Here, I've plugged the pressure switch in (bottom), the empty port at the top is for the pressure sensor. It's held on with two P clips bolted through the bulkhead. Unfortunatley, this means that it isn't earthed, which is a bit of a pain since both these sensors rely on the body being earthed. So I had to drill and tap an extra hole in the housing to bolt an earthing wire to. Hope it doesn't leak!
The car's brain arrived from Emerald in good time. It fitted in the spot I'd left for it on the battery shelf nicely:
With it in position, I started wiring up the power supply so that I can connect the PC to it. One thing to note is that, although it comes with a communications lead, it's for a serial port, which many modern laptops do not have - so a serial to usb adaptor is needed.
One thing I learned from the instruction manual is that it's best to run a "clean" power supply to the ECU, and run the power to the coils and injectors via a relay. This is because noise from the firing coils and injectors can cause the power supply to fluctuate, and that can affect the ECU if the supply is shared. So I did some rewiring to add this relay, in the process moving all of the main ignition wires from the dashboard switch to the relay. The switch now simply activates the relay, which will be a good thing anyway as it keeps all the high current stuff away from the dash.
Then I could power up the ecu and succesfully connected the PC to it. Another bit of the car comes alive...
From there I've been wiring in the injectors, coils, and various sensors. I thought that this was going to be a horribly complex job but it's actually looking fairly straightforwards, and should only take a few evenings.
One thing I am doing with the wiring is leaving everything unbundled and unwrapped - every time I've wrapped up a piece of loom, I've ended up having to strip it down to add or remove wires, so I'm going to leave it all until everything works, then go back and make it all neat.
So as things stand, I need the tensioning tool, still; apart from that things are forging ahead. Gauges will be the next thing, then all of the wiring should be complete.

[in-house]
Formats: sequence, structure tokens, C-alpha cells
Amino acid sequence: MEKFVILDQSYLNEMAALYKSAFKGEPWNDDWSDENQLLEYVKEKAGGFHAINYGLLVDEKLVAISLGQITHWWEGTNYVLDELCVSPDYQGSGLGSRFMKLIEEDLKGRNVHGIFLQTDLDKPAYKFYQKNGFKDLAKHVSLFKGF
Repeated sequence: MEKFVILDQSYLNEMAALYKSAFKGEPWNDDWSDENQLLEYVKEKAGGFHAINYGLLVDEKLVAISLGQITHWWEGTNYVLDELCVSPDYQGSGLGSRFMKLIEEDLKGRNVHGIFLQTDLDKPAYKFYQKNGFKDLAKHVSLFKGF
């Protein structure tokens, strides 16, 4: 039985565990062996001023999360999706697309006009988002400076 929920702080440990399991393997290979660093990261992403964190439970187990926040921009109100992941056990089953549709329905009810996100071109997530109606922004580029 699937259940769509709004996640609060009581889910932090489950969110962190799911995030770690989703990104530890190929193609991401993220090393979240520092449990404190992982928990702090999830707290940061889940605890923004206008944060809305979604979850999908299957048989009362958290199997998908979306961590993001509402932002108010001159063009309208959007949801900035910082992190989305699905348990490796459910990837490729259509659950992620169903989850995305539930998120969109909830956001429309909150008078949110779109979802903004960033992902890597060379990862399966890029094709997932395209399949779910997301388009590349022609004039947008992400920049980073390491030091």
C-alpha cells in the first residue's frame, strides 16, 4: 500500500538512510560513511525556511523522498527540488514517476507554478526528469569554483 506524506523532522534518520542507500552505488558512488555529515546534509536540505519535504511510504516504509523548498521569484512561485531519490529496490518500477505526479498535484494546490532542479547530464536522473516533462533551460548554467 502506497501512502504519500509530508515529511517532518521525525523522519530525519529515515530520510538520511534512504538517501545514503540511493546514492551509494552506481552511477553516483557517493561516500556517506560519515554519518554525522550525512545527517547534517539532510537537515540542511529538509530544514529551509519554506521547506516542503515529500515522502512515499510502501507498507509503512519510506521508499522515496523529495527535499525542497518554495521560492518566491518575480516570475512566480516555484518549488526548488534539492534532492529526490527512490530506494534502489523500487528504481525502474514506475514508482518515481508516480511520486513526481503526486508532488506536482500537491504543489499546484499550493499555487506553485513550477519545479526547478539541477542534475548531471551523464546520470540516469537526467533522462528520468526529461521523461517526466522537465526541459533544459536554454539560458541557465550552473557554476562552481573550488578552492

At last the tensioning tool arrived. Hurrah! I rushed to do the belt but rapidly came to the conclusion that it didn't really fit. Not the tool's fault, it's because of the modified water outlet I'm using which gets right in the way. I could sort of wiggle it in, but it wasn't quite right. This eventually lead to another belt slip and loss of cam timing, again.
I was so cross.
Soooo, I retimed the cams, for the third time, and modified the tool so that the weight hung below the arm. To do this, I just drilled and tapped some holes in the weight and bolted a plate on:
That, at last, worked. After two itterations of the tensioning procedure it was finally right. Now all I had to do was go back and fine-tune the cam timing, using the vernier cams. I would say that these are essential with aftermarket cams, there's no way you can get them set accurately just by adjusting the pullies on the cam tapers. However with them it's pretty quick to do. One of the exhausts was a long way off and needed resetting on the taper, the rest were within a few degrees and just needed a slight tweak of the verniers.
And that meant that, finally, I could reattach all of the coolant hoses, put the cam covers on and start building the intake tract up. But before I did, I figured that I should check that the oil pump was working. With the plugs still out, I gingerly connected the electrics and pressed the starter. It turned over without incident, which was nice. I mean I'd turned it over by hand any number of times, but you're never quite sure...
I left the oil pressure gauge out of it's housing, so that I could see when oil had reached that far. It took quite a lot of cranking, I guess filling up the filter and everything. I kept the cams well oiled by squirting assembly lube on them manually while turning it over. I could hear the pump gurgling, but no oil was apearing. So I removed the top cover for the pump driveshaft and poured a load of oil down there:
Soon after I had oil pumping out of the pressure gauge hole, and it started seeping out of the tappets as they pumped up. Success! I don't know if pouring the oil down the pump helped it prime, or if it just took a while, but either way, oil was pumped. I didn't even mind cleaning up the mess where it had overflowed.
On with the gaskets, and a final look at the cams for some years(hopefully!)